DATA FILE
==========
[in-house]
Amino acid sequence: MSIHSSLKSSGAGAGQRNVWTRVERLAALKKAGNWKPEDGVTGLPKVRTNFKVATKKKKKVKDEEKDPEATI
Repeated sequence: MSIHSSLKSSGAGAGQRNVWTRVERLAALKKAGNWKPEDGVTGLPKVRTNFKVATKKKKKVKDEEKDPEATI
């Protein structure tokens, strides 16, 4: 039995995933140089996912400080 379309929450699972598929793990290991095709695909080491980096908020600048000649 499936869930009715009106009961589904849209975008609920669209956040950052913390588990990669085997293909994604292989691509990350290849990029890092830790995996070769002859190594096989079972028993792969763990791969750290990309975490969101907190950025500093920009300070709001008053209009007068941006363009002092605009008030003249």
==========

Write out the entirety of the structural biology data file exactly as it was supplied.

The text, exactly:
[in-house]
Amino acid sequence: MSIHSSLKSSGAGAGQRNVWTRVERLAALKKAGNWKPEDGVTGLPKVRTNFKVATKKKKKVKDEEKDPEATI
Repeated sequence: MSIHSSLKSSGAGAGQRNVWTRVERLAALKKAGNWKPEDGVTGLPKVRTNFKVATKKKKKVKDEEKDPEATI
């Protein structure tokens, strides 16, 4: 039995995933140089996912400080 379309929450699972598929793990290991095709695909080491980096908020600048000649 499936869930009715009106009961589904849209975008609920669209956040950052913390588990990669085997293909994604292989691509990350290849990029890092830790995996070769002859190594096989079972028993792969763990791969750290990309975490969101907190950025500093920009300070709001008053209009007068941006363009002092605009008030003249």